The first in Robert Wilson’s Seville series, featuring the tortured detective Javier Falcon.
The man is bound, gagged and dead in front of his television.The terrible self-inflicted wounds tell of his violent struggle to avoid some unseen horror. On the screen? In his head? What could make a man do that to himself?
It's Easter week in Seville, a time of passion and processions. But detective Javier Falcón is not celebrating. Appalled by the victim's staring eyes he is inexorably drawn into this disturbing, mystifying case. And when the investigation into the dead man's life sends Javier trawling though his own past and into the shocking journals of his late father, a famous artist, his unreliable memory begins to churn. Then there are more killings and Falcón finds himself pushed to the edge of a terrifying truth…
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The very title The Blind Man of Seville raises some of the most interesting questions in this original thriller, which breaks the mould of the police procedural far more than seems likely in its seemingly conventional early pages.
A series of men and women are killed by torture and their eye-lids or eyes taken from them in the process--but they die if anything of an excess of sight, of being forced to watch the unendurable. As Inspector Falcon does the legwork of the case, and gets more and more teasing messages about sight and light from the ingenious and vicious killer, we find ourselves wondering whether he himself is the blind man, if there is something he is refusing to see.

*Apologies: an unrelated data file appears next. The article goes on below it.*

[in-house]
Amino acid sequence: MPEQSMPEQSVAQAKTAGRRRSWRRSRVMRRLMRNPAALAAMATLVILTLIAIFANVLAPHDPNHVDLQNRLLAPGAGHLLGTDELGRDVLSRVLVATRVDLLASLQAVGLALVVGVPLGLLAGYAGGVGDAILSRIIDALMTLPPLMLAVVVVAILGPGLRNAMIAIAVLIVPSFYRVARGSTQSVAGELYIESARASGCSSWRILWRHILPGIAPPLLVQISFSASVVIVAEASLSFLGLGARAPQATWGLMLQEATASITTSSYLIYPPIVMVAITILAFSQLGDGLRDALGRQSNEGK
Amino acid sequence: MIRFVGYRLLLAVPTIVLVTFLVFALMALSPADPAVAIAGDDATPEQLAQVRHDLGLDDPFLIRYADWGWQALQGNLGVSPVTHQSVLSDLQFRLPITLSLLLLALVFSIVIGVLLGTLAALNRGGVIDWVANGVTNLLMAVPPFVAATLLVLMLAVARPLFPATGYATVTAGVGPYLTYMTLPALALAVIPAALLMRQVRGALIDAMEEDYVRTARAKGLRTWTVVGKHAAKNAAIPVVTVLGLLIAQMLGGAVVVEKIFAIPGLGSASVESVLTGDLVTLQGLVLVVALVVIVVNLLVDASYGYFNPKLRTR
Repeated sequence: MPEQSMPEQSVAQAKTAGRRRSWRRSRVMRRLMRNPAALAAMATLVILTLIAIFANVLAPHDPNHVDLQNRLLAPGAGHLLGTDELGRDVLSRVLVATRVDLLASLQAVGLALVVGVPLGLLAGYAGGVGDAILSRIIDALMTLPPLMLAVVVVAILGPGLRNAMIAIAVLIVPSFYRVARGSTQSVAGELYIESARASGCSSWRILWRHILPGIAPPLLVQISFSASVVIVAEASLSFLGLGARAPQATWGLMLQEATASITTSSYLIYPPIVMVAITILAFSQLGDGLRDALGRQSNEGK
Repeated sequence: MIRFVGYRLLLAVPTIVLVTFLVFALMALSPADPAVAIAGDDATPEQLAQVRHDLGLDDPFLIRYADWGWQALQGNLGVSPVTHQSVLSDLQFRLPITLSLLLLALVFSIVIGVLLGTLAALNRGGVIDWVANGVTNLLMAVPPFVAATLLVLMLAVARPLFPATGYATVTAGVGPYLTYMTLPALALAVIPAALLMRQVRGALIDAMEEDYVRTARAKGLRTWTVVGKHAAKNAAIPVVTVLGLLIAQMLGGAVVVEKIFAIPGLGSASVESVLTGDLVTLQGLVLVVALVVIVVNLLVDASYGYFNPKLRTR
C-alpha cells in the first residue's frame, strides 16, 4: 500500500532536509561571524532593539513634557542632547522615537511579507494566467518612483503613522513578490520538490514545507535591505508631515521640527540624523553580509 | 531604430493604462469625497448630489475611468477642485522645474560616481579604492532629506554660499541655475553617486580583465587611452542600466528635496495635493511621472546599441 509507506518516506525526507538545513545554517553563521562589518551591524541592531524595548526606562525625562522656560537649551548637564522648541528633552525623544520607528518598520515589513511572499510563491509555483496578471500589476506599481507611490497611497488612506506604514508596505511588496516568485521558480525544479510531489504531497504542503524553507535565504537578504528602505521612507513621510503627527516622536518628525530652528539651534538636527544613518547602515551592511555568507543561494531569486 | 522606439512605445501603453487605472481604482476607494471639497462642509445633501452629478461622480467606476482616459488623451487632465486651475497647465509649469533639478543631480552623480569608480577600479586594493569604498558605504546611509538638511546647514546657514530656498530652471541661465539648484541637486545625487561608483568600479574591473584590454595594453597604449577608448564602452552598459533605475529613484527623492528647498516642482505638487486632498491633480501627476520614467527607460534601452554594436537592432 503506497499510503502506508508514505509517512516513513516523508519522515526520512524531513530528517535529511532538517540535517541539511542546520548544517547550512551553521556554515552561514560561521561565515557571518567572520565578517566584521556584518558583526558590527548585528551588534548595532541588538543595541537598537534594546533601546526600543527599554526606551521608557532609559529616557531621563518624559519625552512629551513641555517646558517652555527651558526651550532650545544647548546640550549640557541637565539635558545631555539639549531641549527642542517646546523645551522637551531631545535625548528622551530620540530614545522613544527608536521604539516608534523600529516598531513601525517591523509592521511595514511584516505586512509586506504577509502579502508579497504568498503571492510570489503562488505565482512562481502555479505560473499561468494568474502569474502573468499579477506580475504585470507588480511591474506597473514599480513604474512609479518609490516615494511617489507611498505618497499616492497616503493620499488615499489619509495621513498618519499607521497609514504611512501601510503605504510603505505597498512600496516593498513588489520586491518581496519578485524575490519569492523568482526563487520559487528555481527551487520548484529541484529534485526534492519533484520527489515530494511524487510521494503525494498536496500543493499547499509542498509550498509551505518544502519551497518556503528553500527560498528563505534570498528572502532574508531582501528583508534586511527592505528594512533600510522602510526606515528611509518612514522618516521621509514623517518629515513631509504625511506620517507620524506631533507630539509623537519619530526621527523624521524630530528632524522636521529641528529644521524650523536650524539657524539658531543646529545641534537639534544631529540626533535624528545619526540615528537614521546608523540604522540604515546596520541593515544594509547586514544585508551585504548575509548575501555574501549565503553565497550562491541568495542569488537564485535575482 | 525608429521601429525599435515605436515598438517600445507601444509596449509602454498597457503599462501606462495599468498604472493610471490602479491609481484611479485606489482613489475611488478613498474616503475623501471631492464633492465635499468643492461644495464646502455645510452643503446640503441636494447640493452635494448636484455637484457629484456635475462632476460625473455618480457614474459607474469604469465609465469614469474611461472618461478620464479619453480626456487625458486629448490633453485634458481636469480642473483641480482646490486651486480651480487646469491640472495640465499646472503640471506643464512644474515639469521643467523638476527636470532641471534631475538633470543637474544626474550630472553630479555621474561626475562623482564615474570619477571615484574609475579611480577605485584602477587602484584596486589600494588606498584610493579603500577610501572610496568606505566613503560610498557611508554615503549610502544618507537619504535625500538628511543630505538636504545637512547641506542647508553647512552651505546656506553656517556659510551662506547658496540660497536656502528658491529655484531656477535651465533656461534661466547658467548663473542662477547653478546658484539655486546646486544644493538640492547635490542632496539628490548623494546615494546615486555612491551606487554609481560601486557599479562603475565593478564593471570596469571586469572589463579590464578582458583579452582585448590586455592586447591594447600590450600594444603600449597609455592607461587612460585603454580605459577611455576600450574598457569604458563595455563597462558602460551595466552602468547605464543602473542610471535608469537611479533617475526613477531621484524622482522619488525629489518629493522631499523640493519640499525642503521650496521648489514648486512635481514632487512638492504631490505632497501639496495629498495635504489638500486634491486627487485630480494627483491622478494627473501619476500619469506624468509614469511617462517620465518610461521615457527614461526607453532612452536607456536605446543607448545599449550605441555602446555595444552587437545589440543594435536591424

At the same time, he is clearing the studio of his dead painter father, and reading journals containing a horribly plausible version of the man he thought he knew--a bisexual gangster who fought for Fascism and the Nazis in Spain and Russia. And around him Seville is having its intense and bizarre Holy Week celebrations, with bullfights and with vast puppets of sacred figures looming around the streets.
This is a book of surreal intensity which plays by all the rules of the detective novel and yet gives the reader so much disturbingly more. --Roz KaveneyReview:
Praise for The Blind Man of Seville
‘Crime writing at its very best, but it is also something more. It observes no limits, it begs no one’s pardon. It excites, it surprises and it satisfies.This is a fine important novel’ Literary Review
‘Admirably paced and enthrallingly elaborate’ Sunday Times
'The Blind Man of Seville is an ingenious and compelling thriller’ Daily Telegraph
'This is powerful evocative stuff' Observer
'As an evocation of the emotional labyrinth of postwar Tangiers and as a tale of artistic drift, it's rather brilliant – a detective story Paul Bowles never wrote' Guardian
A wonderful, if dark and disturbing, literary detective novel' Time Out
‘To call Robert Wilson's ‘The Blind Man of Seville’ a thriller is to do a grave injustice to an utterly stunning achievement.The central narrative of the detective on the verge of a nervous breakdown is a psychological thriller of real profundity. Wonderful!’ Paul Preston, author of ‘Franco’
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Book Description HarperCollins Publishers Ltd, 2004. Paperback. Book Condition: New. book. Bookseller Inventory # 0007117817
Book Description HarperCollins Publishers Ltd, 2004. Paperback. Book Condition: New. Bookseller Inventory # DADAX0007117817
Book Description HarperCollins Publishers Ltd, 2004. Paperback. Book Condition: New. Bookseller Inventory # P110007117817
Book Description HarperCollins Publishers Ltd, 2004. Paperback. Book Condition: New. book. Bookseller Inventory # 7117817